Ajit Mishra
Recently, there was a news item saying that China was planning to evacuate its citizens from India due to the rapidly spreading Coronavirus infection in India. This was barely three months after India had evacuated its citizens from China. Beyond the simple irony, this also signifies the rapid pace at which this pandemic has spread over the globe in three to four months. In between, several countries including Italy, Spain, the United Kingdom, the USA and Russia have been severely affected. India reported its first coronavirus infection on 30 January 2020, and on the eve of the lockdown, the total number of confirmed infected individuals stood at 571 (on 24th March). To contain the spread early, India went for a complete nation-wide lockdown from 25 March till 14 April, to be extended subsequently on three occasions. Against the backdrop of an inadequate health care system and very high population density in the major cities, early containment through a lockdown was a justifiable option. But the lockdown, ranked as most severe by many, had several far reaching consequences. While it enabled the State to prepare in terms of hospital beds, testing kits and other medical supplies and equipment, the economic and social consequences are huge.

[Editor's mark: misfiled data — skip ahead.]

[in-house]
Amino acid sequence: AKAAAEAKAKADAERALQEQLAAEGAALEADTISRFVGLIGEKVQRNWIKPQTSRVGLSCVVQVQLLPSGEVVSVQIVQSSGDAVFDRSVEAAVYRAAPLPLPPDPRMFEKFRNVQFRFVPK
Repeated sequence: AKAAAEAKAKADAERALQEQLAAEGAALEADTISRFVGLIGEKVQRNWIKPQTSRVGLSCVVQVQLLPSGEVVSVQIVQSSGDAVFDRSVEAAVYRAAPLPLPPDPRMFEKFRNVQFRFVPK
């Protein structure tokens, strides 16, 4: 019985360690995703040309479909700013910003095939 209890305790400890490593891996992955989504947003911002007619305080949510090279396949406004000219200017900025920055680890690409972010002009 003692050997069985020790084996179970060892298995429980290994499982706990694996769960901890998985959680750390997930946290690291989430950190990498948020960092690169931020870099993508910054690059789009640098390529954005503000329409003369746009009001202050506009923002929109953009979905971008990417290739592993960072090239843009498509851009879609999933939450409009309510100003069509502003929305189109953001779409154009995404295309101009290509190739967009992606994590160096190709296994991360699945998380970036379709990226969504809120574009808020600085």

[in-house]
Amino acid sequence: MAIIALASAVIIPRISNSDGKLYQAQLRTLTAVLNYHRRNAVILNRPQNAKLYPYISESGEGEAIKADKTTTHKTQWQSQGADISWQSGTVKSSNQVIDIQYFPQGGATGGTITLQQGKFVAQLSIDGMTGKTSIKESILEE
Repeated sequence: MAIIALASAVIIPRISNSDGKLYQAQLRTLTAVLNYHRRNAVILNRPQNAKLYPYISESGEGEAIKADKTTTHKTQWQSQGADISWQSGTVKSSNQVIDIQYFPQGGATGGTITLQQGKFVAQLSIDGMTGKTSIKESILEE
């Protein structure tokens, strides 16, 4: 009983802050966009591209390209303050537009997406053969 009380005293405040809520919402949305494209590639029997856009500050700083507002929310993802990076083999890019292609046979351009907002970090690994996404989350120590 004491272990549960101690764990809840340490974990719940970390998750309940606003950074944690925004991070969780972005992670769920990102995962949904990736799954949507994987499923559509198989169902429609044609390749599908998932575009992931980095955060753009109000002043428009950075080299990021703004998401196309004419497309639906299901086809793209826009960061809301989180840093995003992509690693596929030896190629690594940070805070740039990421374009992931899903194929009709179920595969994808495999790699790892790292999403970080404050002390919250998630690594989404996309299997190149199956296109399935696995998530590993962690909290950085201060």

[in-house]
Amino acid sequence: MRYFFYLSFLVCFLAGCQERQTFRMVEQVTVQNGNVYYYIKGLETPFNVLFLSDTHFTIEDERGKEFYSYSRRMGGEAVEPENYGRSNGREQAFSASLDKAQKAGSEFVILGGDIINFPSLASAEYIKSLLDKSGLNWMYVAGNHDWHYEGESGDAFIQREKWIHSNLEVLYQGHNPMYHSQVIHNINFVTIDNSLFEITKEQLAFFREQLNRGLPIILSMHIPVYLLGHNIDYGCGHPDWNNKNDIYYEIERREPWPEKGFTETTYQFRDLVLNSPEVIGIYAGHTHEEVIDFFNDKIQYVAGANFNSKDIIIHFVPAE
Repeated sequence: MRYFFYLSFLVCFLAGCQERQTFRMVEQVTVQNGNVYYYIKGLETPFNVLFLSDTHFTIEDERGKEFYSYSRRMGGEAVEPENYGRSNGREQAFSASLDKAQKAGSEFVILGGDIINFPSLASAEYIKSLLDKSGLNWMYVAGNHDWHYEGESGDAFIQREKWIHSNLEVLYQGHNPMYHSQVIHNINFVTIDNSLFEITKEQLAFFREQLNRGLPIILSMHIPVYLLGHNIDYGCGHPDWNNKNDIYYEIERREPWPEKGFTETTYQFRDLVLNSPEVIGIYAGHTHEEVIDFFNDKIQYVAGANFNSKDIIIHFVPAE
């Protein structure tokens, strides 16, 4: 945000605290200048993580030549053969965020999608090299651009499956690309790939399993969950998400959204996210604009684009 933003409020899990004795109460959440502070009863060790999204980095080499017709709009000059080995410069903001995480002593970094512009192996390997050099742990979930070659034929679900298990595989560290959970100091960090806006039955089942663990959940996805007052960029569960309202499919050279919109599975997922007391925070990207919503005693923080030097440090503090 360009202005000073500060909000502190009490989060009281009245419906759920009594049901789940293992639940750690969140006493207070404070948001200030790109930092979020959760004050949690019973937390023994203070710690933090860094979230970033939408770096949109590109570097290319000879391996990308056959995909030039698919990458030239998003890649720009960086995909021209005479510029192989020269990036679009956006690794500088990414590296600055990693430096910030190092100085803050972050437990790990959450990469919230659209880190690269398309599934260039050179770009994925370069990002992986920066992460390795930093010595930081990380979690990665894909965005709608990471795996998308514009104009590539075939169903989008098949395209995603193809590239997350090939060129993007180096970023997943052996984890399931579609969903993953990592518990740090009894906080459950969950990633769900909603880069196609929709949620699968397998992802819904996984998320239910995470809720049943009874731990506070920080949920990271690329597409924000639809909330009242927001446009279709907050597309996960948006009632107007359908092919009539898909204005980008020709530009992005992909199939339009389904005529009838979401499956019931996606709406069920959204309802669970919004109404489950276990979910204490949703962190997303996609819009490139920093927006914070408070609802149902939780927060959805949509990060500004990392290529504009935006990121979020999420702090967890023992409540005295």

Colleagues at the Institute took up the very difficult task of making assessments and reflecting on the whole exercise. Their task was made harder because for infectious diseases the situation is very dynamic and data quickly becomes obsolete. Also, there is paucity of data on other non-health indicators. The present volume collects together analyses of the impact of the pandemic and concomitant lockdown in the short-run, which will be followed up by further work as events unfold.